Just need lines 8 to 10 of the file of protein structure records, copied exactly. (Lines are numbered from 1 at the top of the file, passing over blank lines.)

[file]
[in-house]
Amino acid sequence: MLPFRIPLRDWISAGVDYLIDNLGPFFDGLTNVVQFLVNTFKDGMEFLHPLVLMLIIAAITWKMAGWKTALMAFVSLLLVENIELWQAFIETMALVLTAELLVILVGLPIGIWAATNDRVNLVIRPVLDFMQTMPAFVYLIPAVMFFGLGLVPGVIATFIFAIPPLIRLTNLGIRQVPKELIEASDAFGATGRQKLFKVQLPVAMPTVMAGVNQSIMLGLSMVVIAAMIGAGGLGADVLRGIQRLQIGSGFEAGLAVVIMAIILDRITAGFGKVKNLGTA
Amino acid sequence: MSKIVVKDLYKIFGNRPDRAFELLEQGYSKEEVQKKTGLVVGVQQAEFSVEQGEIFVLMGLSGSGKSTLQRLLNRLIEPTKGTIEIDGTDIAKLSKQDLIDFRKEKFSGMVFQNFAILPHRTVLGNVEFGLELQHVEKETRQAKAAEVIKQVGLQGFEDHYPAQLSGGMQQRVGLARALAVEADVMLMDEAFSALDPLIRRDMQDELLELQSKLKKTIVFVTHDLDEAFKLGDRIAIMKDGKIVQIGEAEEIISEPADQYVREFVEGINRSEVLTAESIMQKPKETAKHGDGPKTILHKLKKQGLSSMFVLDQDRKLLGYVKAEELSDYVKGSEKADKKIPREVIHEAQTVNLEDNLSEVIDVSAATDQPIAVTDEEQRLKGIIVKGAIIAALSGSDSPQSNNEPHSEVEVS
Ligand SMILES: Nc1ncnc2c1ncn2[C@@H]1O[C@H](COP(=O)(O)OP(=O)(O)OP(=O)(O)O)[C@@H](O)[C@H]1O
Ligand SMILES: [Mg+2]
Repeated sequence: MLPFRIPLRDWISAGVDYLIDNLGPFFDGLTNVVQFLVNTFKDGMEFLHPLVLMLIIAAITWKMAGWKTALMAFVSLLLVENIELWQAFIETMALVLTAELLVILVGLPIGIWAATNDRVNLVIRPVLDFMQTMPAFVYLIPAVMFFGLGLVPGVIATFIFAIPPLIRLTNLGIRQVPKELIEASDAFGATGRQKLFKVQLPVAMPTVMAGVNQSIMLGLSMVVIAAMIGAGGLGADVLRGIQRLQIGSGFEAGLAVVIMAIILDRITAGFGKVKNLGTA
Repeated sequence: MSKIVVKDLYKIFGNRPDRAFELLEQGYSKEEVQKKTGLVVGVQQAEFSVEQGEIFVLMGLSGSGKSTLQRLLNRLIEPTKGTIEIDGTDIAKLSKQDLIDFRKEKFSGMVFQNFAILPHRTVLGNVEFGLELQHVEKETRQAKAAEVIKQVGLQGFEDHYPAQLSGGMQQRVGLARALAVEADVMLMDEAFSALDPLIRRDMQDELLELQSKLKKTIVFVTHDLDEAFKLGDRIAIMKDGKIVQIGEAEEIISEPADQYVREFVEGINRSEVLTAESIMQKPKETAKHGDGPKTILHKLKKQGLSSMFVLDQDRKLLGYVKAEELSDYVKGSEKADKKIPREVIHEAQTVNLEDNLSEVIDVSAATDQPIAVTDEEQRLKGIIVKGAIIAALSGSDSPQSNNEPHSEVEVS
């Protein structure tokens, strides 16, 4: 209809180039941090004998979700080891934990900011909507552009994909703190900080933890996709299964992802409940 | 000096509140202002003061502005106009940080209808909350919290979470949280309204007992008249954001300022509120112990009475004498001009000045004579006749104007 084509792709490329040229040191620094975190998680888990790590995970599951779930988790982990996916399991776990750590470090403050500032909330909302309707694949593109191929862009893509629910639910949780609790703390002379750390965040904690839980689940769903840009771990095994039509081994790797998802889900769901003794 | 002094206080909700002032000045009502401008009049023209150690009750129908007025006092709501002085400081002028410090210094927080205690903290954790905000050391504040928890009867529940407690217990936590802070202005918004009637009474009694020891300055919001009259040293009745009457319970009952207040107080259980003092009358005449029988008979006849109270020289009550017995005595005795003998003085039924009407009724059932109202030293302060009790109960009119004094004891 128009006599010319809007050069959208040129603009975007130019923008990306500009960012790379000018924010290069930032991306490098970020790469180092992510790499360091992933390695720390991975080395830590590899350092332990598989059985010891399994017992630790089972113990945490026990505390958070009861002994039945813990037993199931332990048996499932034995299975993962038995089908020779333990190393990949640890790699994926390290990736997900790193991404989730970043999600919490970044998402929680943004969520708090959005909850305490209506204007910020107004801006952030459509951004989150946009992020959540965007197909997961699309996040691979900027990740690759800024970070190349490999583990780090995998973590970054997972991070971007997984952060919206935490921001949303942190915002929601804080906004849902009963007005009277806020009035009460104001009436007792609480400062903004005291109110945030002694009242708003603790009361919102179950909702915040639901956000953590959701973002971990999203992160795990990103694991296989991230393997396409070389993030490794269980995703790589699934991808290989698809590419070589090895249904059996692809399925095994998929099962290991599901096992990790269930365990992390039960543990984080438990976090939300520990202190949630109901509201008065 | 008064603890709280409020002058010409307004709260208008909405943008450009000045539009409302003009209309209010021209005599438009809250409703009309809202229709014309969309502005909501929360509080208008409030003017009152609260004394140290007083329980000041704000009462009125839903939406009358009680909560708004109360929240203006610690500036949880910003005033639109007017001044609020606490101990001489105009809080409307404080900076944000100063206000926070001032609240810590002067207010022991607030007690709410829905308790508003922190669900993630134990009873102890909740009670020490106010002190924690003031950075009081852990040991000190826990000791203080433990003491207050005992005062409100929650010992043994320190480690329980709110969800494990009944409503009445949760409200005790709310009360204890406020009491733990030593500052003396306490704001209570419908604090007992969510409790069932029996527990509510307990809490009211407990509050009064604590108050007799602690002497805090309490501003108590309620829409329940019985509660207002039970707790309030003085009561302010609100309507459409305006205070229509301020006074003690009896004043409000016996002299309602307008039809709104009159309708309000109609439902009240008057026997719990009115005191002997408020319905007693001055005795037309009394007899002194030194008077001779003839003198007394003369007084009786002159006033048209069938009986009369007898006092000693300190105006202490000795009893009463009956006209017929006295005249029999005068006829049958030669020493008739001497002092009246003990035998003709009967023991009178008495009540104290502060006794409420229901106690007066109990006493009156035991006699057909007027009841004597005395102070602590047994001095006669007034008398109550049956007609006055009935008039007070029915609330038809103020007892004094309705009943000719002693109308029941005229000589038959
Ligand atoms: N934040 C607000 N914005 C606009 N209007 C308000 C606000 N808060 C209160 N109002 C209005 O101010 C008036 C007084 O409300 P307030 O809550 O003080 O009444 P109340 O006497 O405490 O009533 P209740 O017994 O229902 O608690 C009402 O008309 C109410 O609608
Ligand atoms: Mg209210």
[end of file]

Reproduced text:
């Protein structure tokens, strides 16, 4: 209809180039941090004998979700080891934990900011909507552009994909703190900080933890996709299964992802409940 | 000096509140202002003061502005106009940080209808909350919290979470949280309204007992008249954001300022509120112990009475004498001009000045004579006749104007 084509792709490329040229040191620094975190998680888990790590995970599951779930988790982990996916399991776990750590470090403050500032909330909302309707694949593109191929862009893509629910639910949780609790703390002379750390965040904690839980689940769903840009771990095994039509081994790797998802889900769901003794 | 002094206080909700002032000045009502401008009049023209150690009750129908007025006092709501002085400081002028410090210094927080205690903290954790905000050391504040928890009867529940407690217990936590802070202005918004009637009474009694020891300055919001009259040293009745009457319970009952207040107080259980003092009358005449029988008979006849109270020289009550017995005595005795003998003085039924009407009724059932109202030293302060009790109960009119004094004891 128009006599010319809007050069959208040129603009975007130019923008990306500009960012790379000018924010290069930032991306490098970020790469180092992510790499360091992933390695720390991975080395830590590899350092332990598989059985010891399994017992630790089972113990945490026990505390958070009861002994039945813990037993199931332990048996499932034995299975993962038995089908020779333990190393990949640890790699994926390290990736997900790193991404989730970043999600919490970044998402929680943004969520708090959005909850305490209506204007910020107004801006952030459509951004989150946009992020959540965007197909997961699309996040691979900027990740690759800024970070190349490999583990780090995998973590970054997972991070971007997984952060919206935490921001949303942190915002929601804080906004849902009963007005009277806020009035009460104001009436007792609480400062903004005291109110945030002694009242708003603790009361919102179950909702915040639901956000953590959701973002971990999203992160795990990103694991296989991230393997396409070389993030490794269980995703790589699934991808290989698809590419070589090895249904059996692809399925095994998929099962290991599901096992990790269930365990992390039960543990984080438990976090939300520990202190949630109901509201008065 | 008064603890709280409020002058010409307004709260208008909405943008450009000045539009409302003009209309209010021209005599438009809250409703009309809202229709014309969309502005909501929360509080208008409030003017009152609260004394140290007083329980000041704000009462009125839903939406009358009680909560708004109360929240203006610690500036949880910003005033639109007017001044609020606490101990001489105009809080409307404080900076944000100063206000926070001032609240810590002067207010022991607030007690709410829905308790508003922190669900993630134990009873102890909740009670020490106010002190924690003031950075009081852990040991000190826990000791203080433990003491207050005992005062409100929650010992043994320190480690329980709110969800494990009944409503009445949760409200005790709310009360204890406020009491733990030593500052003396306490704001209570419908604090007992969510409790069932029996527990509510307990809490009211407990509050009064604590108050007799602690002497805090309490501003108590309620829409329940019985509660207002039970707790309030003085009561302010609100309507459409305006205070229509301020006074003690009896004043409000016996002299309602307008039809709104009159309708309000109609439902009240008057026997719990009115005191002997408020319905007693001055005795037309009394007899002194030194008077001779003839003198007394003369007084009786002159006033048209069938009986009369007898006092000693300190105006202490000795009893009463009956006209017929006295005249029999005068006829049958030669020493008739001497002092009246003990035998003709009967023991009178008495009540104290502060006794409420229901106690007066109990006493009156035991006699057909007027009841004597005395102070602590047994001095006669007034008398109550049956007609006055009935008039007070029915609330038809103020007892004094309705009943000719002693109308029941005229000589038959
Ligand atoms: N934040 C607000 N914005 C606009 N209007 C308000 C606000 N808060 C209160 N109002 C209005 O101010 C008036 C007084 O409300 P307030 O809550 O003080 O009444 P109340 O006497 O405490 O009533 P209740 O017994 O229902 O608690 C009402 O008309 C109410 O609608
Ligand atoms: Mg209210």